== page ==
Dislocation of the second toe usually happens slowly, where the toe drifts and, eventually, overlaps the big toe. It often occurs concurrently to a bunion. The cause is a tear in the Plantar Plate, the tough fibrocartilagenous thickening which attaches the toes to the pad that covers the joint at the base of the toes. Its main function is to resist the force of toe off.
This deformity can happen due to chronic inflammation or acute trauma to the second metatarsophalangeal joint (the area of attachment of the bones of the toes to the base of the toes called metatarsal heads). Progressive inflammation in the MTP joint leads to rupture of the plantar plate and collateral ligaments. In fact, any structural of functional deformity that results in inflammation of the plantar plate can result in joint instability.
Localized inflammation and pain of the 2nd MTP joint are early signs of strain of the plantar plate. When weight-bearing the toe may not shift sideways and may not touch the ground, which will cause more pressure on the bottom part of the metatarsal heads leading to bone bruise, callusing, and pain. Eventually, the pressure on the misaligned joint may cause arthritis. The biomechanics and functionality will also be altered.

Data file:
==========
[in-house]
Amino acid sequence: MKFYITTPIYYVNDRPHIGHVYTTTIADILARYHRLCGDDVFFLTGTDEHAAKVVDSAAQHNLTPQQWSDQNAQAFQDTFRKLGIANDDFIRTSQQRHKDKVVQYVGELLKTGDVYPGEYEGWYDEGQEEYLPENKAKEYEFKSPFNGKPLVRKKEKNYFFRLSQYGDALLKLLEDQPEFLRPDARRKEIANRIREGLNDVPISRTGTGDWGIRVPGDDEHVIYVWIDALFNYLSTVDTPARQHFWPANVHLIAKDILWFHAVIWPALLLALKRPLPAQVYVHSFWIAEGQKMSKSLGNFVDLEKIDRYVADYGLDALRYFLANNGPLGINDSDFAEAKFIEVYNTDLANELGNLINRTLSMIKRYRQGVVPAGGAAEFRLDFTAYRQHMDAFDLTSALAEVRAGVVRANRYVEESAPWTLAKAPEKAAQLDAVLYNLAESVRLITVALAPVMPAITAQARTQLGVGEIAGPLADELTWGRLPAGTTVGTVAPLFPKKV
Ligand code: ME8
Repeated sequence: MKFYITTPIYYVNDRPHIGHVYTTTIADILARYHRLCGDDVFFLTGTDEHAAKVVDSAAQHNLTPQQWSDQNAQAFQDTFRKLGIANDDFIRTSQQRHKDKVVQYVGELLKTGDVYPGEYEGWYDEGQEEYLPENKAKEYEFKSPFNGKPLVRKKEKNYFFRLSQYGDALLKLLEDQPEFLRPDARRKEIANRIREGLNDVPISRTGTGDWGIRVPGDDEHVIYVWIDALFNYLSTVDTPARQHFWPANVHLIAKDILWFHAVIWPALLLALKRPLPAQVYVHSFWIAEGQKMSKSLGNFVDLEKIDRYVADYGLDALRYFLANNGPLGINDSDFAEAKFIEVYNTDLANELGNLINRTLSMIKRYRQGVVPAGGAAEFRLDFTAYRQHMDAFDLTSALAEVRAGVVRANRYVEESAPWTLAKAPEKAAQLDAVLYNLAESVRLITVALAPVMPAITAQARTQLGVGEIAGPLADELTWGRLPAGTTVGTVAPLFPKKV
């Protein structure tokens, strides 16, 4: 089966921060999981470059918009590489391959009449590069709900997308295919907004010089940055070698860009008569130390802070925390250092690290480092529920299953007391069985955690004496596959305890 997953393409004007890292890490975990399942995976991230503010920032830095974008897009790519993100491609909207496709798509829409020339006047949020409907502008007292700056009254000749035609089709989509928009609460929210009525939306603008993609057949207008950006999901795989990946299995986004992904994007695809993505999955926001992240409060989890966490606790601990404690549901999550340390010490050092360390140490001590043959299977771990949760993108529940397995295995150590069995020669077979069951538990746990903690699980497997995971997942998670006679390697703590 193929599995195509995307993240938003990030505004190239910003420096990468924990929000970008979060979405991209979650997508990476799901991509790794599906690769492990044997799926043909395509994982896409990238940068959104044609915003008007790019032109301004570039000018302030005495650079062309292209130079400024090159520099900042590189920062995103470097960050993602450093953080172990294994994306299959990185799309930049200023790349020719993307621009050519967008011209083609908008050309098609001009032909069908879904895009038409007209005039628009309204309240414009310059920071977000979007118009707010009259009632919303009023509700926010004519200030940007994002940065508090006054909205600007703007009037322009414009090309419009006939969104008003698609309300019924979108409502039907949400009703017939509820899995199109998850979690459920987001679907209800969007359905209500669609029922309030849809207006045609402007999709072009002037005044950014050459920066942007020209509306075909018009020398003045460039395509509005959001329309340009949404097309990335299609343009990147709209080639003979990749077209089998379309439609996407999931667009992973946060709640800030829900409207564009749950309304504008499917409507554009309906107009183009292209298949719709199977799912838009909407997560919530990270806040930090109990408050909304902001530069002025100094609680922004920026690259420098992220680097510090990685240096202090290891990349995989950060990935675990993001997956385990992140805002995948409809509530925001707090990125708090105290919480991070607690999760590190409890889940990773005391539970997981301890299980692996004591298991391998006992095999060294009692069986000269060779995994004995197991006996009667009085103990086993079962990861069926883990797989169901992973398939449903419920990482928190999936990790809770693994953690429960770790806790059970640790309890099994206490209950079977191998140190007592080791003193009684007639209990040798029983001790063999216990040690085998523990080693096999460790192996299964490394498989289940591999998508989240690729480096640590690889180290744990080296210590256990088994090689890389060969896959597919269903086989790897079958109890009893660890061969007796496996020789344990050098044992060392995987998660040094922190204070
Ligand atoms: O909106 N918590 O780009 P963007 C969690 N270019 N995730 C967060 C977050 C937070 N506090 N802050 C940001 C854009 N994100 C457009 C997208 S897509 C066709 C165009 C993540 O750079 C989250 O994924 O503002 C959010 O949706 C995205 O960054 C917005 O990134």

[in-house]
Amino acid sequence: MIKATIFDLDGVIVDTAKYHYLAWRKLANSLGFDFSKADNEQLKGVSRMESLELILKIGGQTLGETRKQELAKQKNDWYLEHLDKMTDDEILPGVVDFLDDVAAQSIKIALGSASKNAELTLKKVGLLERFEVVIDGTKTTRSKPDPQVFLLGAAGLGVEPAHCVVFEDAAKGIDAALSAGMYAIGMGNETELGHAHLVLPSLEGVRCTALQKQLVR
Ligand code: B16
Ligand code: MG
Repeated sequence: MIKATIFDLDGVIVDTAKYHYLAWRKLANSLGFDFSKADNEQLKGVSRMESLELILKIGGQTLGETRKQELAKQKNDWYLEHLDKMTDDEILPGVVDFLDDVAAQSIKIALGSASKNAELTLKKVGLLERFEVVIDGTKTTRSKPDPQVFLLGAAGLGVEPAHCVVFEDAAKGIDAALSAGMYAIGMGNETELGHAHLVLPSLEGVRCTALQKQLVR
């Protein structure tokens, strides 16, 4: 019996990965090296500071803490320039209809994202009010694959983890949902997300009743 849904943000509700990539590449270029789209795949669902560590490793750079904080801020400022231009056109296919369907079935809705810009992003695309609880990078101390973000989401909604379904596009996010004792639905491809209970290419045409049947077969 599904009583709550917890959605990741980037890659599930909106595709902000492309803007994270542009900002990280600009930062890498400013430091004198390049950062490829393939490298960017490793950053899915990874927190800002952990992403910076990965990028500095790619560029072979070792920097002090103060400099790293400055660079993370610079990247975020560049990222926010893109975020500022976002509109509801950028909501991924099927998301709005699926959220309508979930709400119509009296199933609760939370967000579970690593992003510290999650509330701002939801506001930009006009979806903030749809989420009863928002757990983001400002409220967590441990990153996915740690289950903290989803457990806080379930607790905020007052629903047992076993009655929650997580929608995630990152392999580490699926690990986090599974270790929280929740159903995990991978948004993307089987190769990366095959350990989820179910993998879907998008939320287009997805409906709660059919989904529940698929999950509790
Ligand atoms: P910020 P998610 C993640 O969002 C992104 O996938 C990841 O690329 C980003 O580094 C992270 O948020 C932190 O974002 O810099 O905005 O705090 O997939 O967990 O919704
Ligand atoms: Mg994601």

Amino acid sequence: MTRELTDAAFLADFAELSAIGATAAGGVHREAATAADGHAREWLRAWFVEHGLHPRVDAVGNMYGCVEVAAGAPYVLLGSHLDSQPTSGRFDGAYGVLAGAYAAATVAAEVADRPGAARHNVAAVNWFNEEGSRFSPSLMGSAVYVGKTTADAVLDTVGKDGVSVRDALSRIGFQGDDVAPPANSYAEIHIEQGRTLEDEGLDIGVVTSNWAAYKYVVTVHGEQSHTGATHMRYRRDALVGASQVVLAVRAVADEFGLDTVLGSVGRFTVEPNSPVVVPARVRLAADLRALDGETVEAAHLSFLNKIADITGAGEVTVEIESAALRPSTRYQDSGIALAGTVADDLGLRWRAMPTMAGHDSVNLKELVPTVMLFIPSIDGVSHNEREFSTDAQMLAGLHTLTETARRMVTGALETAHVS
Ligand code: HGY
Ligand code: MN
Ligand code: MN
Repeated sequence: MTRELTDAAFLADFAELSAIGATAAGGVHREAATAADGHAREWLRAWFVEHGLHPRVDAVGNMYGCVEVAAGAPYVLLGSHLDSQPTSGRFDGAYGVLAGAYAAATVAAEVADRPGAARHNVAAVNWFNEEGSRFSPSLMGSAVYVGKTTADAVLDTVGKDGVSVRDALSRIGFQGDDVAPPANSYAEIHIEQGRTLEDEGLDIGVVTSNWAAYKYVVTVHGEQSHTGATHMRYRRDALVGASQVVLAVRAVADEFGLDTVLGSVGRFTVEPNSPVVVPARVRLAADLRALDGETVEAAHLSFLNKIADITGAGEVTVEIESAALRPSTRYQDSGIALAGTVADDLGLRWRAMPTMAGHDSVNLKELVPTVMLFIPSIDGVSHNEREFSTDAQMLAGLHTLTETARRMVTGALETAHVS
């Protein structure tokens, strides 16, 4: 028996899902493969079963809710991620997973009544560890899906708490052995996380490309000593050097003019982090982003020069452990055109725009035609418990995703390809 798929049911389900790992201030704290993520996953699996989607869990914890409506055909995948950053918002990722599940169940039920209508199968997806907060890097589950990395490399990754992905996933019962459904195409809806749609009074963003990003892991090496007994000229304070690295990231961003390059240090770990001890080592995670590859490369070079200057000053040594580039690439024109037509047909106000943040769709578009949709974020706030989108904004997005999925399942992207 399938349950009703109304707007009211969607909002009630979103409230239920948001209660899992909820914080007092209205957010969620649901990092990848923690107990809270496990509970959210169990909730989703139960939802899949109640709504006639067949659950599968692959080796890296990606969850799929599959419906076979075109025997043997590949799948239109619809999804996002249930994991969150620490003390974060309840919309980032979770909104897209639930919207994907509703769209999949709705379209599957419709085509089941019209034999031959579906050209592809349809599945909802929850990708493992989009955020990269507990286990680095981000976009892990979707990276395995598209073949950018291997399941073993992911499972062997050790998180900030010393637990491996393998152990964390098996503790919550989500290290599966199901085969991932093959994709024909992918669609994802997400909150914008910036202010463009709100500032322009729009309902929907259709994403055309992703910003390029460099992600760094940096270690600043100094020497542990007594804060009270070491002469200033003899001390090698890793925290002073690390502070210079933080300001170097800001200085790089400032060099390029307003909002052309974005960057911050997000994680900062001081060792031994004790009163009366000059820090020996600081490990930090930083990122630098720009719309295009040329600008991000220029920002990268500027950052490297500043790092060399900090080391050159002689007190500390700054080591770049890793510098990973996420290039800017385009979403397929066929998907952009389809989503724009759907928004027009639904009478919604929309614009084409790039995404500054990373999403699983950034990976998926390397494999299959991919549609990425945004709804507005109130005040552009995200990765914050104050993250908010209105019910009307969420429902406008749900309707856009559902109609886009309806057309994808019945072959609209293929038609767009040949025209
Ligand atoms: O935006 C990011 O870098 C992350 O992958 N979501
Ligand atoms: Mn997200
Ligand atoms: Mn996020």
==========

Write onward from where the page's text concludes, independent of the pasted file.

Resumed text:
Swelling around the base of the toe is a common symptom, as well as the distinct change in the position of the toe during the previous weeks or months. An X-ray as well as a physical examination will confirm the diagnosis. Common treatments include pain relief with NSAID medications, orthotics, and accommodative padding, as well as avoidance of high-heeled shoes. Taping is effective if the toe is deviated but not if it is dislocated. However, prolonged taping may cause swelling and/or an ulcer to form.
Corticosteroid injection in the joint is usually not recommended because it may weaken an already compromised plantar plate. Surgical removal of the toe will cause the 3rd toe to drift to the place of the missing toe so it’s not often recommended.